John Steinbeck's classic novella, The Pearl, is a tale about the tragic consequences one family faces in achieving the American Dream. For many people, this dream consists of acquiring wealth, and perhaps even fame. The recent craze over the Mega Millions lottery that was going for over $500 million is proof. People dream of the kinds of things they could do with that much money. Or we dream of fame through means of acting, singing, or writing a novel. I've encountered many teens in an urban school setting who believe school doesn't matter because they'll be rich one day due to their imagined singing talent. This dream isn't critically analyzed, and these teens fail to realize that failure is more common than success, and success, anyway, doesn't always get you where you want.
Kino and Juana come from a village of pearl divers in Mexico. They have an infant child named Coyotito. The story opens up to a serene sunrise, where Juana cooks breakfast and Kino sits in the sand and waits. The novel opens very slowly, lulling the reader into a hypnotic daze, and then with a shocking suddenness, a scorpion appears, crawling towards the baby. Kino squashes it, but not before it stings Coyotito. Kino and Juana take their child into town to the doctor, but he has no
compassion or patience for people who can pay him only with seashells.
Kino and Juana have no choice but to hope the venom won't spread, as Juana sucked it out as best as she could, and they go in their canoe to dive for pearls. They hope to find a pearl valuable enough to pay for the doctor. As Kino hunts for oysters, Juana sings the Song of the Pearl, and their wishes are soon answered. Kino discovers a magnificent pearl, the Pearl of the World, and they take it back to the village. With the money they can get from the pearl, Kino and Juana can get married, buy clothes, and afford an education for Coyotito. Their future path has been laid before them. Their neighbors and friends, and soon the whole town, learns about the Pearl of the World, and everyone is dreaming of what they will buy with its wealth, though it belongs to Kino and Juana. This pearl represents the dreams of everyone.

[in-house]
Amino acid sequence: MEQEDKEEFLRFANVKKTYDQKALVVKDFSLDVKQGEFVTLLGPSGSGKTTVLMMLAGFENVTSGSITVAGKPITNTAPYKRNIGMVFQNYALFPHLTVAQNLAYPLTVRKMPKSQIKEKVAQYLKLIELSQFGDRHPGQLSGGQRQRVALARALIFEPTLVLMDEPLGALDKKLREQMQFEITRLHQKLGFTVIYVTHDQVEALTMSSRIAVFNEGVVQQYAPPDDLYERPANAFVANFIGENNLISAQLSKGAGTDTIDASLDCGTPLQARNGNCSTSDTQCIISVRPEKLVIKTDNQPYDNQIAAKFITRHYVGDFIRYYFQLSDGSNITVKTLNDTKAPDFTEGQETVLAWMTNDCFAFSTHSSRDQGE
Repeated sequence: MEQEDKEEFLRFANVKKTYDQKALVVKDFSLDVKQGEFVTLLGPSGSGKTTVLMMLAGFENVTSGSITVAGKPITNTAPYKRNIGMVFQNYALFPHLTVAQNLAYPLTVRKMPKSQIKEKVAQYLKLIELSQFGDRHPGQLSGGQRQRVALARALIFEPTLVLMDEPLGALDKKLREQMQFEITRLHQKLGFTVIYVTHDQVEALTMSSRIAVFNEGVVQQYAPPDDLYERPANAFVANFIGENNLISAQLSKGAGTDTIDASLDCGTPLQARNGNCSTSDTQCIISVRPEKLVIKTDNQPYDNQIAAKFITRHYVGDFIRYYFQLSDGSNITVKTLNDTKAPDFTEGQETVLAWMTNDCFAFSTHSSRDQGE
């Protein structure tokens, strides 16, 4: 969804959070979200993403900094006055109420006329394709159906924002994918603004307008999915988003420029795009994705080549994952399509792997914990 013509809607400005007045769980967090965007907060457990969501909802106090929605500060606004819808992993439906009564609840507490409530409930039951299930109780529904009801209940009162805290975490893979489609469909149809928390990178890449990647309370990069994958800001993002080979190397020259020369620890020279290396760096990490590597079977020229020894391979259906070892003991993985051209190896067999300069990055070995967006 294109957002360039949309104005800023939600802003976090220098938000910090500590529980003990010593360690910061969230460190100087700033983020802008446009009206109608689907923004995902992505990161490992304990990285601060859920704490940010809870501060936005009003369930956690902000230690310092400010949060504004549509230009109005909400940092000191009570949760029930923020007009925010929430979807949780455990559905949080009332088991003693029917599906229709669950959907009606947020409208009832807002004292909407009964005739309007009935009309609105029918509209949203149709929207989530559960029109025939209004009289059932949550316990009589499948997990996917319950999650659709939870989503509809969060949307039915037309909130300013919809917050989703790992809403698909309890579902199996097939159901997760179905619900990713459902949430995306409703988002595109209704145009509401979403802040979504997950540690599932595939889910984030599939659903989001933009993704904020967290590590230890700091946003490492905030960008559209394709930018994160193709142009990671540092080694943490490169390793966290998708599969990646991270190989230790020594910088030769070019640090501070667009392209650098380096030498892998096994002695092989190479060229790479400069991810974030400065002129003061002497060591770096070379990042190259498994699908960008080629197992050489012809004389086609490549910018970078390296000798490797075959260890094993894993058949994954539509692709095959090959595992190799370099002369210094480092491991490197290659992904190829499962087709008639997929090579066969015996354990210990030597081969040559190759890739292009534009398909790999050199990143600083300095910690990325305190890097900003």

Everything quickly goes wrong. The doctor comes to their hut and plays a mean trick to make Kino and Juana believe he has cured their child of the poison, and then he gives them the bill. In the night, somebody tries to steal it and Kino has to fight off the intruder. And when they try to sell it, the pearl buyers act as though the pearl is worthless and they low-ball Kino, which angers him. Things escalate even beyond this, but I will leave the rest for you to discover.
Elements of this story may sound familiar to you. We hear how lottery winners spend or loan out all of their money in a matter of years and fall into deep depressions. We also see the consequences of fame through celebrity gossip that paints the famous in a negative light. People grow envious of the success of others and seem to find joy in seeing them topple over. Britney Spears was a beloved singer until she got married for a brief time, and Christina Aguilera had a brief stint as a dirty girl that will not go away in the public eye, despite some beautiful music she has written since. And she's put on weight, celebrity gossipers are quick to point out. There are too many premature deaths: Amy Winehouse, Heath Ledger, Chris Farley, Michael Jackson. One has to wonder what toll fame and success takes on those who achieve it.
Steinbeck sees wealth as a corrupting force. He believes in the goodness of impoverished people, like Kino and Juana. They would have been happier had they not found the pearl. I don't think Steinbeck is discouraging people from dreaming, but providing a warning that achieving your dream won't fix all that ails you. In fact, it might even make things worse.